every place I've been to that uses surchages has either a sign at the register, or a note on the invoice. 
P.S.  BTW, before making uninformed pronouncements, maybe ask yourself:  if it's so meaningless, why all the lawsuits in multiple circuits?
Really? You're wondering why people sue for random things?

  1.  You still don't understand: under applicable laws in 10 states, merchant CAN"T SURCHARGE, sign or no sign.  That's what merchants are fighting.
2.  In my experience, "random" or frivolous lawsuits are rarely pursued to the federal Court of Appeals or Supreme Court level, it's just too costly. BTW, you can't appear pro se in SCOTUS unless you are a lawyer.
 

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tuphat said:   
rufflesinc said:   
tuphat said:   
rufflesinc said:   "They say the laws mean they’re not allowed to say they will charge credit card customers more, even though they are permitted to say they will offer a discount for cash purchases." the stakes are low
  It's a little more complicated than that.  Imagine dropping your car off for diagnosis & repair; shop calls back & says repair will cost $1500.  You authorize the repair, even though you're currently short of funds, but you know that shop accepts credit cards.  You go to pick up your car and pull out your card, and guy says there will be a surcharge to use the card.  You thought the shop was using a "single sticker" pricing policy, when in fact they are trying to use a "dual sticker" system, and that's what the law in about 10 states is trying to address.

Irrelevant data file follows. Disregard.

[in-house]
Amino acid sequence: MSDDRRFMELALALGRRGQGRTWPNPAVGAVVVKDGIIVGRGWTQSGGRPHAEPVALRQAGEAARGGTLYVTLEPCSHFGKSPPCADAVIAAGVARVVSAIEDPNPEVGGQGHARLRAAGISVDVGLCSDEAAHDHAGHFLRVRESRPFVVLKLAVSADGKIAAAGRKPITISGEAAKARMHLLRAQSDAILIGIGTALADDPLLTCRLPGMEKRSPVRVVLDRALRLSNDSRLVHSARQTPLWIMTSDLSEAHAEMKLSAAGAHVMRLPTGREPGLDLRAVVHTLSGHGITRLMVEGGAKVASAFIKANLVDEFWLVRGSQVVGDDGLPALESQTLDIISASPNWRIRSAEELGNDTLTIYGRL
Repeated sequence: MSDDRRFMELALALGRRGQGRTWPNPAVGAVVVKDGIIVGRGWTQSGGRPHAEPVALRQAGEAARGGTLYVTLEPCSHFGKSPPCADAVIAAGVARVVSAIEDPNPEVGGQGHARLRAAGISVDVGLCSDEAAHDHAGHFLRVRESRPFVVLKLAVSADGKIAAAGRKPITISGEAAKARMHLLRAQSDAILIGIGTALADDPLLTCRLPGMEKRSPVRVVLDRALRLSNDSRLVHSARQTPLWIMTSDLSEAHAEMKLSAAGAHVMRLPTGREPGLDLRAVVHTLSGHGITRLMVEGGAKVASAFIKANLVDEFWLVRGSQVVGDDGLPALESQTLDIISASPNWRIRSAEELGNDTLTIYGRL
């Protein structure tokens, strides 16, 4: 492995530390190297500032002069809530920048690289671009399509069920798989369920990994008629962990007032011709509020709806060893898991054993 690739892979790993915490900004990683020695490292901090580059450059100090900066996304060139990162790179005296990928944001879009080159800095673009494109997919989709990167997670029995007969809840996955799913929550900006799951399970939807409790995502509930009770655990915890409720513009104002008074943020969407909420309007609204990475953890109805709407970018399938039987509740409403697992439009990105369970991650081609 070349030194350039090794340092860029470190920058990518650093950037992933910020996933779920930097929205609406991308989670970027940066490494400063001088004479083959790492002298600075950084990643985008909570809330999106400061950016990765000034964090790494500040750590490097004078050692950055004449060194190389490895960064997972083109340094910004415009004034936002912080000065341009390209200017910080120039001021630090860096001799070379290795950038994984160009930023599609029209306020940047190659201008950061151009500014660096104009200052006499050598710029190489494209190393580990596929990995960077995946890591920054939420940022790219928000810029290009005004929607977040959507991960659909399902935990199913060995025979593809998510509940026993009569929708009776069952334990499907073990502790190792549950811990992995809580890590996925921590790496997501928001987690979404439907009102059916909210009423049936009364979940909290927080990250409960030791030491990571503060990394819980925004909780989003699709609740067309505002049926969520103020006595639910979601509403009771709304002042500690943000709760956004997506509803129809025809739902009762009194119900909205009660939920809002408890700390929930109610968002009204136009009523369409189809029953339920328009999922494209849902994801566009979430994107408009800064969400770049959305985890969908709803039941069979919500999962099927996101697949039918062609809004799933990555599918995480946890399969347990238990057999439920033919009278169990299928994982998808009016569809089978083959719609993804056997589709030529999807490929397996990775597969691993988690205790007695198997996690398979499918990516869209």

every place I've been to that uses surchages has either a sign at the register, or a note on the invoice. 
P.S.  BTW, before making uninformed pronouncements, maybe ask yourself:  if it's so meaningless, why all the lawsuits in multiple circuits?
Really? You're wondering why people sue for random things?

  1.  You still don't understand: under applicable laws in 10 states, merchant CAN"T SURCHARGE, sign or no sign.  That's what merchants are fighting.
2.  In my experience, "random" or frivolous lawsuits are rarely pursued to the federal Court of Appeals or Supreme Court level, it's just too costly. BTW, you can't appear pro se in SCOTUS unless you are a lawyer.

1. Your example of being hit with surprise surcharge is irrelevant then.
2. you can't appear but you can file a petition for cert

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tuphat said:   
  1.  You still don't understand: under applicable laws in 10 states, merchant CAN"T SURCHARGE, sign or no sign.  That's what merchants are fighting.